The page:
Sleep’s Impact on Learning and Memory

Article Contents
    Add a header to begin generating the table of contents

    Sleep is a key factor in learning and memory. Sharp brain waves produced during sleep help create memories and allow new information to be stored. For instance, if you learn the golf downswing today, your brain will store this information while you sleep so you can recall this magic move tomorrow.

    Saving in Progress

    Every night, while catching up on your Zs, your hippocampus is providing a detailed play-by-play on new information and experiences to the neocortex (1). As this information is reviewed, long-term memory is formed.

    Untreated OSA’s Affect on Your Memory

    OSA: Learning, Memory, and Sleep

    Have you been experiencing symptoms of Sleep Apnea, like exhaustion, fatigue, or frequent headaches? If so, it’s important to speak with your doctor about your symptoms. Untreated Sleep Apnea can elevate your risk of high blood pressure, diabetes and more.  It may also impair certain memory abilities, as studies show that hypopneas and apneas tend to last longer and occur more frequently during rapid eye movement (REM) sleep (1). “What” you know and “how” you do things are memories formed during this stage of the sleep cycle. Therefore, the consolidation of fact and process-based information is at risk if OSA goes untreated.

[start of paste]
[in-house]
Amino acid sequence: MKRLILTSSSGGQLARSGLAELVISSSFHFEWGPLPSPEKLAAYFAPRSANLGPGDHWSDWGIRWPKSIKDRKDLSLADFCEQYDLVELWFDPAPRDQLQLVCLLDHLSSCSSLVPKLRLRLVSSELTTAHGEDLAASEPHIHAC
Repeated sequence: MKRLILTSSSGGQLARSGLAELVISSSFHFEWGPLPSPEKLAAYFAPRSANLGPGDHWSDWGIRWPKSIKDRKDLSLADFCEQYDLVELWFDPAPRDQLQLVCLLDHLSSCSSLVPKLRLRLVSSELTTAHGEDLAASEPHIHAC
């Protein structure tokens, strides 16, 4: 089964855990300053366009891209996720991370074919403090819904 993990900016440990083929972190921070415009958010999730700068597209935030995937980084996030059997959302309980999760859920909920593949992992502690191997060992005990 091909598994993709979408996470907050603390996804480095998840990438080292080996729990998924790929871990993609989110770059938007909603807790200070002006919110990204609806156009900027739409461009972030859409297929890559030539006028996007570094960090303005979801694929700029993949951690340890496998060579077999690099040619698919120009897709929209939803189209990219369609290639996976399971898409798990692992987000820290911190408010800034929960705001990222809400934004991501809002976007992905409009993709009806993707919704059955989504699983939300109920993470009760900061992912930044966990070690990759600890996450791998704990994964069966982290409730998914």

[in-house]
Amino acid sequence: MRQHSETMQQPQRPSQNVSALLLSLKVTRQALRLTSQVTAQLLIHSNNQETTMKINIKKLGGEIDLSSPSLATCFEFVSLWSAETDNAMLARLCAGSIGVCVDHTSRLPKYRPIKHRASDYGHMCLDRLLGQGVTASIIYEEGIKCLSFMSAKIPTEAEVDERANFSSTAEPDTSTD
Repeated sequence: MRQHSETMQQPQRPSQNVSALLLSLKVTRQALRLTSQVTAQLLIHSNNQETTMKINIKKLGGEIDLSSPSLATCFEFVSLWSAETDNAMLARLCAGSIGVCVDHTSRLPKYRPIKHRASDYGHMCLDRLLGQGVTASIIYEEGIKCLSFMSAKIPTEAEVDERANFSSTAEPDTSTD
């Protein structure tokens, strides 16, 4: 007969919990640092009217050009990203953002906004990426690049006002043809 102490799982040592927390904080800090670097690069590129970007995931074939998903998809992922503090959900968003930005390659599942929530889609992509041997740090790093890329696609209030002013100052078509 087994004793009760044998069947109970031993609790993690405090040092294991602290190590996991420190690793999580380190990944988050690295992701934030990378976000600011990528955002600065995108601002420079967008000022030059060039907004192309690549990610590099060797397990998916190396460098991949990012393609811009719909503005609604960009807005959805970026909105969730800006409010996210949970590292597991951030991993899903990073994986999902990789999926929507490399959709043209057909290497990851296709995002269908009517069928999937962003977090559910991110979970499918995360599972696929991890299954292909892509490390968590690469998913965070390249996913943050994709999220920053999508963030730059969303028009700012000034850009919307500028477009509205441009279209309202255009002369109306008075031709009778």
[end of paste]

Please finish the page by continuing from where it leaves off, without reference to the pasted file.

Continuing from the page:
The good news is that consistent and regular use of CPAP helps!

    CPAP to the Rescue

    Research suggests that using CPAP consistently and regularly improves memory performance. By helping you sleep through the night and providing your brain with the necessary oxygen, memory abilities impaired by OSA can be recouped.

    A study regarding performance on an overnight picture memory task showed that those with OSA who use CPAP had better memory than those who don’t use CPAP. Even more, they outperformed those without Sleep Apnea!

    So remember:

    ・Sleep therapy allows for a longer sleep with fewer interruptions.
    ・An increase in oxygen amounts to a higher brain cell count.
    ・Sleep improves the ability to concentrate and understand information.

    Plus, using CPAP for six hours or more per night makes it eight times more likely to have normal memory abilities (2). So, keep in mind that CPAP makes it easier to get a good night’s sleep, which is crucial before and after learning something new.

    For more information about Sleep Apnea, please read Everything You Need to Know About Sleep Apnea and How to Treat It. Feel free to call 1.800.356.5221 with any questions.


    (1) “Management of Obstructive Sleep Apnoea Syndrome”- M. Johns, 1997

    (2) “Working Memory in Obstructive Sleep Apnea: Construct Validity and Treatment